Dwight, your Linux vs. Windows results are stunning. Looking at the benchmarks on the PI site, it looked to me like people were getting 25% to 50% improvements, while you are getting 400%. It seems out of family. Do you understand what might be driving your differences?

 

Another thing I noticed from the PI Benchmark site Oleg linked to, is that there is a significant improvement in going from 32GB to 64GB of memory, but relatively modest In the 4% to 8% range. And people were not consistent in noting how much total memory they used for RAM disk. So not enough information to draw any clear conclusions beyond "more is better" and "significant but not huge" improvements.

 

And there appears to be no mineable information on memory speed impact on PI performance. Guess I'll have to just get some really fa$t memory, and try benchmarking it at various speeds. I would still appreciate if anyone knows of any such tests. It appears to be a rather esoteric question at this point.

 

I'm still inclined to go for 64GB of 3600 MT/s memory as a compromise between speed and cost, but I have no technical basis for that choice yet. I'd love to go for 4000 MT/s memory, but that is getting nose bleed high on the cost scale.



#12 D_talley

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Posted 02 December 2019 - 11:07 PM

My thought on the marked speed difference between Linux and Windows is Linux was using all of the cores of my system, where windows 10 Pro was not.  I guess you have to tell Windows or windows based programs to use all available cores.  While Linux says lets party!!!



#13 D_talley

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Posted 03 December 2019 - 12:12 AM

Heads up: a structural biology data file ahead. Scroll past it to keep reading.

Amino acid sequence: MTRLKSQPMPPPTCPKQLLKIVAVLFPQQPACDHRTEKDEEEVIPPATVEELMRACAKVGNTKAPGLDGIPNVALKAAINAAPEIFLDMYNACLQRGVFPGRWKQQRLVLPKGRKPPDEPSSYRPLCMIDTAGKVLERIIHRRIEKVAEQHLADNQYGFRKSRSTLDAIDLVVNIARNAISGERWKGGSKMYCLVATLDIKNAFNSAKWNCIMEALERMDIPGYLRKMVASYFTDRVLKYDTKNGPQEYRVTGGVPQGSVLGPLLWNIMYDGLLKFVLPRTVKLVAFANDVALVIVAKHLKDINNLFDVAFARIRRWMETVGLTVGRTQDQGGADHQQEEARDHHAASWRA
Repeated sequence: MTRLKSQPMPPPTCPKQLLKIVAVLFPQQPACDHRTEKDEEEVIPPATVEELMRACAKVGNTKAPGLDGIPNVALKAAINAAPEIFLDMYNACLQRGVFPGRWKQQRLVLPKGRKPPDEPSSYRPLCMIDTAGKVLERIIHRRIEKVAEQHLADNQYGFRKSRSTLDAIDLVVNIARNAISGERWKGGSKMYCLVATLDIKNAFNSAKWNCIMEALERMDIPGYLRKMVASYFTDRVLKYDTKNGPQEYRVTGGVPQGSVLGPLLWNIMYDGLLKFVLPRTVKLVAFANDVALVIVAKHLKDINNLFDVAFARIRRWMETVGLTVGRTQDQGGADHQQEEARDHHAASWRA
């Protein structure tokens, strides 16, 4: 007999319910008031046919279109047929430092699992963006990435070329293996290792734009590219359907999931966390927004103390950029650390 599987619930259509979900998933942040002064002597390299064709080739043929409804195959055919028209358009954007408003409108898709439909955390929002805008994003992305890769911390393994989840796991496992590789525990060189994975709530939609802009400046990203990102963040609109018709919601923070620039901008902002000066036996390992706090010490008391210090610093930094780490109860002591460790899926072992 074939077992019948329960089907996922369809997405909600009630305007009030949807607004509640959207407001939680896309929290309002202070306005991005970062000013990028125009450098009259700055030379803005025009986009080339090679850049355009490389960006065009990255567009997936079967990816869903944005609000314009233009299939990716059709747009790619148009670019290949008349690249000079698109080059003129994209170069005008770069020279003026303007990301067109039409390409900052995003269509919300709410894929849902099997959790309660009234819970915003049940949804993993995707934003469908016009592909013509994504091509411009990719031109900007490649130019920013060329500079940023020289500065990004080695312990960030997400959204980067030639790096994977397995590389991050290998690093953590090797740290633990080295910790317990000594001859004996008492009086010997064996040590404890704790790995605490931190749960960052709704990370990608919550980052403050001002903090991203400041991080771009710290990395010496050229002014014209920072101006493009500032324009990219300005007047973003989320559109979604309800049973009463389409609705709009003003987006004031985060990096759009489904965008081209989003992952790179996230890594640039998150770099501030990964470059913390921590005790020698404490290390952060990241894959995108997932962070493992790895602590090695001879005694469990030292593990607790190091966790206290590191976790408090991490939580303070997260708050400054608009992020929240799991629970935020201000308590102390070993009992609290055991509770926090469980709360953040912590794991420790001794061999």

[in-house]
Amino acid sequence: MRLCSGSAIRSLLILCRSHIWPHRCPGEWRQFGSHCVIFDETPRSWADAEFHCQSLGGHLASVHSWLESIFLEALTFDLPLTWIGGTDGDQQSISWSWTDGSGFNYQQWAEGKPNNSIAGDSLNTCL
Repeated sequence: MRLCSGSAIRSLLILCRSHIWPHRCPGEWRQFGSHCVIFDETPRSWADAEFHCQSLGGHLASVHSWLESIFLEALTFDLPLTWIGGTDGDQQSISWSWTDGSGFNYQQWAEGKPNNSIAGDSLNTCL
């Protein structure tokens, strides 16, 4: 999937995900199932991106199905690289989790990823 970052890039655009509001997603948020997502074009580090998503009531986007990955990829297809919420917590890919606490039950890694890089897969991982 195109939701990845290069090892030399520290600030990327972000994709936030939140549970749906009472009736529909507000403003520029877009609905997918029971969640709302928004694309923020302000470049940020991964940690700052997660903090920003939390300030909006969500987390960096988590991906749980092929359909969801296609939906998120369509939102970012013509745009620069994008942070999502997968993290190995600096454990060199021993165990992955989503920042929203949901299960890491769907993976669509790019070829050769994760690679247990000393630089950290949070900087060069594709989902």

I ran a test on a slightly faster computer with only 32gb ram, half of my first system.  Results were almost identical.  So the amount of memory did not make an impact on the benchmark.  This system only had 48 cores and the drop from 56 did not impact the processing of the benchmark. 

So I would not be too concerned about the memory. I would look at the number of cores and speed of the processors. 

 

*******************************************************************************
The Official PixInsight Benchmark version 1.0
Copyright © 2014-2015 Pleiades Astrophoto. All Rights Reserved.
*******************************************************************************

Benchmark version ...... 1.00.08
Input checksum ......... 2cd72b67e12fff2812ef5b5da054ab2a70a25e23
Serial number .......... X095B36TPE500H0IG59GJA03SJ5E4YY1

CPU Identification
CPU vendor ............. GenuineIntel
CPU model .............. Intel® Xeon® CPU E5-2690 v3 @ 2.60GHz

System Information
Platform ............... Linux
Operating system ....... 4.14.16-300.fc27.x86_64 #1 SMP Wed Jan 31 19:24:27 UTC 2018 GNU/Linux
Core version ........... PixInsight Core 01.08.05.1352 (x64)
Logical processors ..... 48
Total memory size ...... 31.293 GiB

Execution Times
Total time ............. 00:30.40
CPU time ............... 00:21.72
Swap time .............. 00:08.61
Swap transfer rate ..... 1924.620 MiB/s

Performance Indices
Total performance ...... 15475
CPU performance ........ 17424
Swap performance ....... 10660

*******************************************************************************



#14 Oleg Astro

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Posted 03 December 2019 - 02:57 AM

Oleg, that is outrageous swap performance. You show 10GB RAM disk. How are you setting up swap files within that RAM Disk.

 

How to Create and Use a Ramdisk on Ubuntu 18.04

 

Open the terminal an run:

sudo mkdir /mnt/ramdisk
sudo mount -t tmpfs -o rw,size=10G tmpfs /mnt/ramdisk

You also need to change the settings in PixInsight! (look at the attached picture)

 

P.S. "To unmount the RAMDISK, run the following command:"

sudo umount /mnt/ramdisk

Attached Thumbnails

  • PI_Edit_Global_Preferences.png

Edited by Oleg Astro, 03 December 2019 - 02:59 AM.


#15 Dan Finnerty

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Posted Yesterday, 11:32 PM

Thanks Oleg, I'm bookmarking this post for future reference. I'm going to start with Win 10, but will experiment with Linux in a dual boot configuration when the system is up and running. The performance advantage for PI looks overwhelming.